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Draft template for proposals

38 comments

blocktrades
75
2 months ago4 min read

This is a rough draft of a standard template for proposals to make it easy to find important elements that are common to most proposals.


Project Title

Proposal Type: Hive service | Opensource | Closedsource | Marketing | Advertising | Hive advocacy
Principals:

Costs

  • Labor:
  • Equipment:
  • 3rd party payments:
  • Recurring costs:

Cost and expected completion date by milestone (below is just an example)

  • Phase 1: Design ($3K) 2 weeks
  • Phase 2: Prototype ($10K) 1 month
  • Phase 3: Production ($30K) 2 month

Progress reporting: By milestone | Daily | Weekly | Monthly

Project Summary

Project description

Benefits

What happens if the proposal becomes unfunded?


What are the proposal types?

  • Hive service = the principals are setting up some kind of service that benefits members of the Hive community
  • Opensource = the software being developed can be modified by anyone
  • Closedsource = the software's source code is not being shared (generally this really means a Hive service is being offered, but that it needs to be developed first)
  • Marketing = the proposal will develop marketing material for Hive (pitch decks, whitepapers, etc)
  • Advertising = the proposal will pay for some form of advertising (e.g google ads, etc)
  • Hive advocacy = the proposal will pay for people to promote Hive (e.g. at conferences)

Note the above is not an exclusive set of all types of proposals, it's just a list of some common types. And also note that a proposal may be listed as several types (for example a software proposal to develop software for providing a Hive service).

What should be listed for principals?

Principals are the people who will be managing the proposal's funds (and likely doing the work too, in many cases). In the case where the work is being done by someone else, this should generally be mentioned in the Project description section. Hive acount names should be a minimum, but if they aren't well known, real names would also be nice to know (there should be some reputational consequences for failing to deliver and keeping funds).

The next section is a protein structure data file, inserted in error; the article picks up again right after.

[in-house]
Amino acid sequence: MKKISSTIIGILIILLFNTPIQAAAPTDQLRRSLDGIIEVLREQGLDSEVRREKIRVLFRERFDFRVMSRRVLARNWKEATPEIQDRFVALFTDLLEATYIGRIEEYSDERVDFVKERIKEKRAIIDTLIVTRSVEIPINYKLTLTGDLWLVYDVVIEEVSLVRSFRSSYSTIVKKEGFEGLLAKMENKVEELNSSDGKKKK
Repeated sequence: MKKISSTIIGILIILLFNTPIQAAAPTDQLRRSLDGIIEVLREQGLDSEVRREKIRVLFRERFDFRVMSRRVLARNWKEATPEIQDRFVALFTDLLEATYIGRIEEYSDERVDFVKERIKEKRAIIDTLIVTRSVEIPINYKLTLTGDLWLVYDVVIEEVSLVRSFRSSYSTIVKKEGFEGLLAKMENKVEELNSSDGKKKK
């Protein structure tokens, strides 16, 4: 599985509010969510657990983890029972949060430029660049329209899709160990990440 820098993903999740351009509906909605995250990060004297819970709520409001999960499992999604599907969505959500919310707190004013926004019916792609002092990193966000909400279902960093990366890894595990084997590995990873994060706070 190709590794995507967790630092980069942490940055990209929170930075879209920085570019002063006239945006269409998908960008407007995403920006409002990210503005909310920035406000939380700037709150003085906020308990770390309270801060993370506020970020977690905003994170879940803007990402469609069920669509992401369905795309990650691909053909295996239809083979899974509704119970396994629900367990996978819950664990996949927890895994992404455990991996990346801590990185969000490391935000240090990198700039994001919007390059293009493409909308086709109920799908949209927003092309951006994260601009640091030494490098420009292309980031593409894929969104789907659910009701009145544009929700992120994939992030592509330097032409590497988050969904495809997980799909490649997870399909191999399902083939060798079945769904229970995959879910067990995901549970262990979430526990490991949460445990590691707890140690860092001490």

Explanation of proposal costs

Labor will generally be the largest costs for most project.

Equipment is any long term equipment purchased either for development or for production deployment.

3rd party payments are one time payments for things other than labor or equipment (e.g. purchasing a license to operate).

Recurring costs are any regularly repeating costs that would likely need to be paid after the proposal is completed. Recurring costs might not be included in the cost of the proposal, but possibly will be funded by a recurring proposal after initial development is done. For example, if the proposal is to develop software that will provide a service to Hive, there may be recurring costs associated with maintaining a server that provides the service.

Cost by milestone

In this section, the proposers can break down their planned work into phases/milestones, including expected cost to reach each milestone and estimated time to reach each milestone.

Progress reporting

The idea of this field is to set expectations about how often the principals plan to update the community on their progress.

Project Summary

One or at most two paragraphs that quickly summarize the project. The project summary could be omitted if the Project description itself is very brief.

Project description

This is the section where the proposers can describe the details of their proposal.

Benefits

This section should just indicate any reasons why voters might want to approve the proposal.

What happens if the proposal becomes unfunded?

Due to the nature of the DHF, a proposal can be unfunded prior to completion. In this section, the proposal can indicate how the principals plan to react in that case. For example: Will they keep working on the project at a reduced rate? Will they make available any work product they have created up till that point?

Feedback wanted

Please note this is really just a "rough draft", mostly to start the conversation on what such a template might look like. Also, I don't think we should ask that the use of any particular template be "mandatory". But I do think many proposals will find it easier to get funded if they make it easier to answer the questions that will commonly be asked by voters, and a standard template could be one good way to do that.

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